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Search Results: 1 - 10 of 223440 matches for " B. Liu "
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Evaluation of High-Speed Track Quality Using Dynamic Simulation of Vehicle-Track Interaction  [PDF]
D. Liu, B. Lechner, S. Freudenstein
Journal of Transportation Technologies (JTTs) , 2016, DOI: 10.4236/jtts.2016.61002
Abstract: Track quality is a determinant factor for evaluating the overall performance of vehicle track interaction with respect to safety, ride quality and maintenance. Important parameters specifying the general quality of the track include track geometry (undamped) and track stiffness (damped), which can be evaluated by measurements taken along with track sections. A new co-simulation model based on Finite Element Method (FEM) and Multi Body Simulation (MBS) is built for the detailed description of track quality and its contribution to vehicle track interaction without simplifying the track structure as interconnected single elements. The simulation models and tools have been validated with the help of measured track geometry, track stiffness and dynamic wheel rail forces along the track sections of high speed lines. A comparative study between high speed lines using conventional ballasted track and ballastless track showed a significantly better quality in ballastless track sections. The dynamic forces which were determined by simulations and verified by measurements along the ballastless track section were comparatively less than the specified limits by German regulations for ballastless track design. Lower levels of dynamic forces can be utilized for optimization of track design and installation procedures with respect to lower initial costs.
An entropic regularization method for solving systems of fuzzy linear inequalities
F. B. Liu
International Journal of Mathematics and Mathematical Sciences , 2002, DOI: 10.1155/s0161171202204196
Abstract: Solving systems of fuzzy linear inequalities could lead to the solutions of fuzzy linear programs. It is shown that a system of fuzzy linear inequalities can be converted to a regular min-max problem. An entropic regularization method is introduced for solving such a problem. Some computational results are included.
Axillary Bud Proliferation Approach for Plant Biodiversity Conservation and Restoration
F. Ngezahayo,B. Liu
International Journal of Biodiversity , 2014, DOI: 10.1155/2014/727025
Abstract: Due to mainly human population pressure and activities, global biodiversity is getting reduced and particularly plant biodiversity is becoming at high risk of extinction. Consequently, many efforts have been deployed to develop conservation methods. Because it does not involve cell dedifferentiation of differentiated cells but rather the development and growth of new shoots from preexisting meristems, the axillary bud proliferation approach is the method offering least risk of genetic instability. Indeed, meristems are more resistant to genetic changes than disorganized tissues. The present review explored through the scientific literature the axillary bud proliferation approach and the possible somaclonal variation that could arise from it. Almost genetic stability or low level of genetic variation is often reported. On the contrary, in a few cases studied to date, DNA methylation alterations often appeared in the progenies, showing epigenetic variations in the regenerated plants from axillary bud culture. Fortunately, epigenetic changes are often temporary and plants may revert to the normal phenotype. Thus, in the absence of genetic variations and the existence of reverting epigenetic changes over time, axillary bud culture can be adopted as an alternative nonconventional way of conserving and restoring of plant biodiversity. 1. Introduction Global biodiversity is defined as the variation of all life on earth and the ecological complexes in which it occurs [1]. Biodiversity refers to genetic diversity, species diversity, and ecosystem diversity [2, 3] and includes the forest and agricultural ecosystems and the wild animals [4]. Among the above components, plants represent a vital part of biodiversity and healthy ecosystems. They provide multiple ecosystem services including production of oxygen for the rest of living organisms [5, 6], removal of atmospheric carbon dioxide emissions in the photosynthesis process, creation and stabilization of soil, protection of watersheds, and provision of natural resources including food, fibre, fuel, shelter, and medicine [7]. They also play an important role in the water cycle and constitute habitat for a wide range of other living organisms. Thus, plants are the basis for life on earth and humans are quite dependent on them [8–10] given that they are fundamental structural and nutrient-sequestering components of most ecosystems. Due to dependency on biodiversity, the number of threatened plant species has gradually increased during the last decade, the maximum being observed in 2011 [11]. The key factor in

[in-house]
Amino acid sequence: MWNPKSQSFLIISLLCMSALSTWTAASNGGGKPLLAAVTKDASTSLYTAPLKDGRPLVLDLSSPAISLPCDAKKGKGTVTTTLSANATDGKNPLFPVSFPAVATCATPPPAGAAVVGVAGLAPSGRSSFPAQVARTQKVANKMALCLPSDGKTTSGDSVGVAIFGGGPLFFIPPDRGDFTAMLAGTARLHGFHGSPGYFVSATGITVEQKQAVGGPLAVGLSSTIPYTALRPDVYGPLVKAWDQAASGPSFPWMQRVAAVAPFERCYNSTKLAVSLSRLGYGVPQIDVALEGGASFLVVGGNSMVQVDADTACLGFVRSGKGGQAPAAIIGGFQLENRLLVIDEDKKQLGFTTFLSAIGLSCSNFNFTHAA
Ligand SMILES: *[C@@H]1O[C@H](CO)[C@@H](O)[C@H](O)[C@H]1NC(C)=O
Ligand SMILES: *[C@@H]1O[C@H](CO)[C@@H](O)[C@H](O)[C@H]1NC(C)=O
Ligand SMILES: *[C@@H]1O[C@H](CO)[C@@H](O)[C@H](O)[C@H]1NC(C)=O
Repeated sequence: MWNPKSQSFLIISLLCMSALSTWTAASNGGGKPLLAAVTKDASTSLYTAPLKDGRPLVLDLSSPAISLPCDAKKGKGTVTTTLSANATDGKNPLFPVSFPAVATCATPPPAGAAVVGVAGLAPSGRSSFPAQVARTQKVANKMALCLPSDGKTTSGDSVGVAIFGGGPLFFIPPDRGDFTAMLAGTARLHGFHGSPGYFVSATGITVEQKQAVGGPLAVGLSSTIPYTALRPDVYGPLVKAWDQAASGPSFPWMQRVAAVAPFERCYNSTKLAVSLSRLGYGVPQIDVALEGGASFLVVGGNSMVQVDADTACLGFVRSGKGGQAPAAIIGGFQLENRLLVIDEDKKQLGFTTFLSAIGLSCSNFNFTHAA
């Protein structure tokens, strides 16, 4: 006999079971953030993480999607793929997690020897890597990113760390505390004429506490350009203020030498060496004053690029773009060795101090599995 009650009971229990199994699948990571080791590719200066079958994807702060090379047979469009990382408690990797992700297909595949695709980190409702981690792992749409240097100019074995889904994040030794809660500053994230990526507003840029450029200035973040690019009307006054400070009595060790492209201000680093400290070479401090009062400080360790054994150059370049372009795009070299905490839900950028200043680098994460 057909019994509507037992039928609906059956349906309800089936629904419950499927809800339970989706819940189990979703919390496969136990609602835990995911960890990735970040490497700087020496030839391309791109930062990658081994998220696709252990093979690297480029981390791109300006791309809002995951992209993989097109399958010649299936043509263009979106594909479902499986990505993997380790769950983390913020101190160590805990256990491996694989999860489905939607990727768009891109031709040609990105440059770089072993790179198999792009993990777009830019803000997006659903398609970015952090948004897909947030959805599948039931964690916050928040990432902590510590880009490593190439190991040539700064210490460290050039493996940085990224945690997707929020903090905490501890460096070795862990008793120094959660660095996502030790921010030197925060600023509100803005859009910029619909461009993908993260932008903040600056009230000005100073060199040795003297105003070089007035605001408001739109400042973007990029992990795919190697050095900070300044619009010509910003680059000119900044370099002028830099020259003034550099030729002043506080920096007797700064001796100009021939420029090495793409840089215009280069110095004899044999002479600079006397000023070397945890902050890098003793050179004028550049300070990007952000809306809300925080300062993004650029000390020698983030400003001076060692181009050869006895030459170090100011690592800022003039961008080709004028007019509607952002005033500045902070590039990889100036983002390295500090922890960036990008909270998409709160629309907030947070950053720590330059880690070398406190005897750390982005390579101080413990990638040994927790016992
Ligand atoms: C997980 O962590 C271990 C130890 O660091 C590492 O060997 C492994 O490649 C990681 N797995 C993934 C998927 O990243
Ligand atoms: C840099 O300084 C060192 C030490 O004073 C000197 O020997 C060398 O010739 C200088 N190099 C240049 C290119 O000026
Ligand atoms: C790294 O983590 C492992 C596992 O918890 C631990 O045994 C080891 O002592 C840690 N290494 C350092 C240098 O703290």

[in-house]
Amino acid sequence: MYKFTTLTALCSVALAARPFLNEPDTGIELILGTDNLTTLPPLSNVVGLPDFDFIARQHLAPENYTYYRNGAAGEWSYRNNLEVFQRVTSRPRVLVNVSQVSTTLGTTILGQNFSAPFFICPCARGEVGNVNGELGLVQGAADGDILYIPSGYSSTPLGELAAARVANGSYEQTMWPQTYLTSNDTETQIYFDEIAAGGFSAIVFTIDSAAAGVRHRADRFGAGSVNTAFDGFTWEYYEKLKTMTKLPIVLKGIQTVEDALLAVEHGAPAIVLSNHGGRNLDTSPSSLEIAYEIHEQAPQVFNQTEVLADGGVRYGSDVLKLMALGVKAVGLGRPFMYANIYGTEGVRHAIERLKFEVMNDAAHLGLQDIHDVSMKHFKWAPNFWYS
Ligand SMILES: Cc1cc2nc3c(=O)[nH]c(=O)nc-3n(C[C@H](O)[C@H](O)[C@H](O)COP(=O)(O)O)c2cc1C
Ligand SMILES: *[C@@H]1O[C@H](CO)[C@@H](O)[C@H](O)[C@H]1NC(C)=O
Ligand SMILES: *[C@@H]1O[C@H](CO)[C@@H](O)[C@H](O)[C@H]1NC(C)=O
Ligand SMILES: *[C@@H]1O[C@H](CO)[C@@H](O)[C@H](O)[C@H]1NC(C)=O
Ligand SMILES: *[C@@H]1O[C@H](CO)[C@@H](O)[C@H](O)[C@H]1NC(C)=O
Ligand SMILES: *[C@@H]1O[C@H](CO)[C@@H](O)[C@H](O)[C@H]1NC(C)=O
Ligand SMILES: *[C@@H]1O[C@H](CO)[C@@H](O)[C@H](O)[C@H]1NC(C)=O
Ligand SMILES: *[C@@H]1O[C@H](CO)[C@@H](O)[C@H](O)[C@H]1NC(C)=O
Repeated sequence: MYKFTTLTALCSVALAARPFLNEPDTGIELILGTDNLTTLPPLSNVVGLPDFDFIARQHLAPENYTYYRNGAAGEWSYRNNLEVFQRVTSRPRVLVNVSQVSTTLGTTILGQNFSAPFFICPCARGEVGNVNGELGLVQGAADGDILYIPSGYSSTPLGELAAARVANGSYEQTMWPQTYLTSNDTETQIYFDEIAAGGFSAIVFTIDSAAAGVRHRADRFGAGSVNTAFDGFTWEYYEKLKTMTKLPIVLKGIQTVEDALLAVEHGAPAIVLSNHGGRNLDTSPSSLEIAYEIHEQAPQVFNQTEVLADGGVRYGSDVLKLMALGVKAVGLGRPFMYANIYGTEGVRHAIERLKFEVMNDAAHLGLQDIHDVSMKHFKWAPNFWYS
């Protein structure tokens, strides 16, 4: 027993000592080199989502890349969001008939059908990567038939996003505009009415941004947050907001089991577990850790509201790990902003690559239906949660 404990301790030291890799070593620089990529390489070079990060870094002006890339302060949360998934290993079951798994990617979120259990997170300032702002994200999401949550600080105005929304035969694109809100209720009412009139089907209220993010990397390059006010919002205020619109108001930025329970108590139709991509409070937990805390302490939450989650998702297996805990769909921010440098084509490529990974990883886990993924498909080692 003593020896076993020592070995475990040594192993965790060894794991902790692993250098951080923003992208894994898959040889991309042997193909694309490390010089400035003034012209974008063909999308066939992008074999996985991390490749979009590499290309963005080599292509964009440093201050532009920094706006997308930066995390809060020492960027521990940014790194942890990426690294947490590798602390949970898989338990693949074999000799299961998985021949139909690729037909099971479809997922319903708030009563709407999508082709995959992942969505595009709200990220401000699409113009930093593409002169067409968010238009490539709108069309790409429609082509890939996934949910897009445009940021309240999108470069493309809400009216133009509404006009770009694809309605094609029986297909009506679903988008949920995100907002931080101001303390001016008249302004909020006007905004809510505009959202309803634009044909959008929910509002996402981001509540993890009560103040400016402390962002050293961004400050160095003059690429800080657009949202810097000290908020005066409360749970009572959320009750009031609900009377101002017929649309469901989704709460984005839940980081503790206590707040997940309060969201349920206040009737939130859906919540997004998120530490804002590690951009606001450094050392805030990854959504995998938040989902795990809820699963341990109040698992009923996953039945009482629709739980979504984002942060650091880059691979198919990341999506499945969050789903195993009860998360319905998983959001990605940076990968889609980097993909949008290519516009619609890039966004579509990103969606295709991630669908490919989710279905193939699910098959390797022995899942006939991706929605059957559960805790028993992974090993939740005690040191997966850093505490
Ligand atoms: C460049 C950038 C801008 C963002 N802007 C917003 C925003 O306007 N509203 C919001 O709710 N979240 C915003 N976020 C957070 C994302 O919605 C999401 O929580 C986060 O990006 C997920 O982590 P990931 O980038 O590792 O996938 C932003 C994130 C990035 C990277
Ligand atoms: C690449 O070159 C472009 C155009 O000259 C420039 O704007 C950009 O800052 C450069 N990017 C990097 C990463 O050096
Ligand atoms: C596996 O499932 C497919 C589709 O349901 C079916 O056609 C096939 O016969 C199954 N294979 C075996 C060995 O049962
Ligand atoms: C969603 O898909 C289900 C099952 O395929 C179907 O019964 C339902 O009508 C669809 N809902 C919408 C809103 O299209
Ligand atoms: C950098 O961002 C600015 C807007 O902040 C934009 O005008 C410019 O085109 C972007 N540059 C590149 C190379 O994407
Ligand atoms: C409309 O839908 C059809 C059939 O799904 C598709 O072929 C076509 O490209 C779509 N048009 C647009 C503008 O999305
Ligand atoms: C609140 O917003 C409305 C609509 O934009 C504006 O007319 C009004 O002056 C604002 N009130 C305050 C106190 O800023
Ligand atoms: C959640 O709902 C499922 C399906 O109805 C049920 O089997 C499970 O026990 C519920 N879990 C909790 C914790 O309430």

Shapes of Semiflexible Polymers in Confined Spaces
Y. Liu,B. Chakraborty
Physics , 2007, DOI: 10.1088/1478-3975/5/2/026004
Abstract: We investigate the conformations of a semiflexible polymer confined to a square box. Results of Monte Carlo simulations show the existence of a shape transition when the persistence length of the polymer becomes comparable to the dimensions of box. An order parameter is introduced to quantify this behavior. A simple mean-field model is constructed to study the effect of the shape transition on the effective persistence length of the polymer.
How to compute the atomic stress objectively?
B. Liu,X. Qiu
Physics , 2008,
Abstract: Atomistic simulation has been a powerful study tool in mechanics research, but how to objectively compute the atomic stress equivalent to Cauchy stress is still controversial, especially on the velocity-related part in the virial stress definition. In this paper, by strictly following the classical definition of the Cauchy stress for continuum medium, the fundamental Lagrangian atomic stress is proposed and can be used to obtain the correct Cauchy stress under any circumstances. Furthermore, the Lagrangian virial stress is proposed, which is still in virial form but does not include velocities to avoid controversial velocity treatments. It is also found that the widely used classical virial stress is actually the Eulerian virial stress, which includes the velocities of atoms, and is valid only when the impulse-momentum theorem is applicable to estimate the internal forces. However this requirement for the Eulerian atomic stress can not always be met in practical cases, such as the material volume element in rotation and the examples presented in this paper, but the proposed Lagrangian atomic stress can avoid these velocity-related nonobjectivities.